The PSM has been used to generate simulations for Planck described in Planck 2015 results. XII. Full Focal Plane simulations (http://adsabs.harvard.edu/abs/2015arXiv150906348P).
Here is a short overview of the components in the model, their main limitations, and plans to fix those limitations. Suggestions and prioritization would be useful.
- Galactic emission: Low frequency model is still based on WMAP + Haslam 408 MHz maps. Dust based on Planck for the current version used to make Planck FFP8 maps (not public yet). Low frequency foregrounds should be updated on the basis of recent Planck analysis (http://adsabs.harvard.edu/abs/2015arXiv150606660P). All maps are limited by the limited angular resolution of the input observations.
- Synchrotron: based on WMAP + Haslam 408 MHz maps, polarization from a large scale model of the galactic magnetic field and of depolarization. Complemented by random fluctuations on small scales.
- Free-free: Should be de-noised at high galactic latitude. Assumed unpolarized for the moment.
- CO: based on ground based observations (Dame et al.), only part-sky. Assumed unpolarized for the moment.
- Spinning dust: Should be de-noised, frequency dependence of the emission should be pixel-dependent. Assumed unpolarized for the moment.
- Dust: Temperature and Polarization based on Planck HFI (mostly 353 GHz). Several options for scaling with frequency exist.
- Other lines than CO are missing
- Clusters: based on number counts + random distribution on the sky, with relativistic corrections, scaling laws to connect mass to Y. Thermal SZ, kinetic SZ (with random directions), polarized SZ effects are implemented. Missing: contamination by radio and IR sources, correlation with CIB and with lensing.
- CIB (unresolved background of (mostly high redshift) dusty galaxies
- Radio sources
- Local IR galaxies
Some additional "Forecasting for S4 Science Book" Framing Questions
- How can we make these forecasts truly realistic?
- grounded in experience / achieved performance
- conservative regarding systematics
- conservative regarding foreground complexity
- What drives need for simplicity, transparency, flexibility?
- Forecasting <--> Survey design feedback loop needs to be fast as we explore tradeoffs for different science drivers
- Need flexibility to separately explore large scale / degree scale / arcmin scale survey parameters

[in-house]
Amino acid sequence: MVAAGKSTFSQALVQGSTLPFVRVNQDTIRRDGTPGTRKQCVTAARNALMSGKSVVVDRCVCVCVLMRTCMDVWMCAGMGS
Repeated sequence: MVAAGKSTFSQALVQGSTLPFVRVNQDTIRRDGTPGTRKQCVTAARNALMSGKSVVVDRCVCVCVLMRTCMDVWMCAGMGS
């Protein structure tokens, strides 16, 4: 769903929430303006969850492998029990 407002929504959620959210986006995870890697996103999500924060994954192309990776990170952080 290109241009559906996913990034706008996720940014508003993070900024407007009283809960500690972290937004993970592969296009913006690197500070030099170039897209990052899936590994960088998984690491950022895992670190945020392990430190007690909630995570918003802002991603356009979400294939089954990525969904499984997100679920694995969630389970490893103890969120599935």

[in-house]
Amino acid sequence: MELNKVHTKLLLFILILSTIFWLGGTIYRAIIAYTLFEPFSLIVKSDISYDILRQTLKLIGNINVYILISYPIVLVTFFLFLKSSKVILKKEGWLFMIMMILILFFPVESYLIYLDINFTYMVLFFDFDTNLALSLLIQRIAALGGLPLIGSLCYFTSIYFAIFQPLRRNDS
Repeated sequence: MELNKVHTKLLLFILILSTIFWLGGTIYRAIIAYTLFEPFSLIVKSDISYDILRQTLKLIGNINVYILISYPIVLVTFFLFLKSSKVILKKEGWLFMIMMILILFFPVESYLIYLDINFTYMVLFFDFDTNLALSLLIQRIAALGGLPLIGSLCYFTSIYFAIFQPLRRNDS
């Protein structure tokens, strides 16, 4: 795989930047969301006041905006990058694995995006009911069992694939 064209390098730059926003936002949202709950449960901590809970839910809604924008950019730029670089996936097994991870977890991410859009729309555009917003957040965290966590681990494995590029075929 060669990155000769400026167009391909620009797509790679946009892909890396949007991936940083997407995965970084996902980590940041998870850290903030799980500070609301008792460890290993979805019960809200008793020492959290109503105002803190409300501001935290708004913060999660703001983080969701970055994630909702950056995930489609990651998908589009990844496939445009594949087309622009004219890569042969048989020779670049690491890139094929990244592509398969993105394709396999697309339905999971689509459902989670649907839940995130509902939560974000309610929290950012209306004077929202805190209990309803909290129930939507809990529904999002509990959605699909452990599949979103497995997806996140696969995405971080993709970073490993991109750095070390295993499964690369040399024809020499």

- Input assumptions easily changeable to determine dependencies
- Multiple parallel forecasting efforts should coordinate inputs/outputs to
- understand where differences are due to input assumptions vs. methods.
- What are the roles in this forecasting stage for
- timestream level sims (if any)?
- map level sims?
- bandpower level likelihoods / fisher analyses?
- Role of Data Challenges
- not most efficient tool for exploring tradeoffs
- at specific points in survey definition space, can validate Fisher forecasts
- common input sims, what is needed:
- foreground maps
- CMB maps
- noise / systematics maps
- encoding experiment filters: reobs matrices?
- separate challengers / challengees?
- How to parameterize S4 survey specifications
- What assumptions for external datasets? (e.g. BAO from...)
Previous Forecasting plots from S4 Snowmass
S4 Snowmass Inflation white paper (1309.5381) forecast plot:
How do we want the S4 science book forecast to do better?
- Foreground separation approach (e.g. multifreq/multicomponent tools that can be used, while maintaining simplicity/transparency)
- Delensing treatment (e.g. allow different survey depth assumptions for arcmin vs deg scales)
- Systematics treatment (e.g. include assumption of systematic uncertainty scaling with noise?)
- alternative B-mode FOM's? (min detectable r, n_t, etc.)
S4 Snowmass Neutrinos white paper (1309.5383) forecast plot:
How do we want the S4 science book forecast to do better?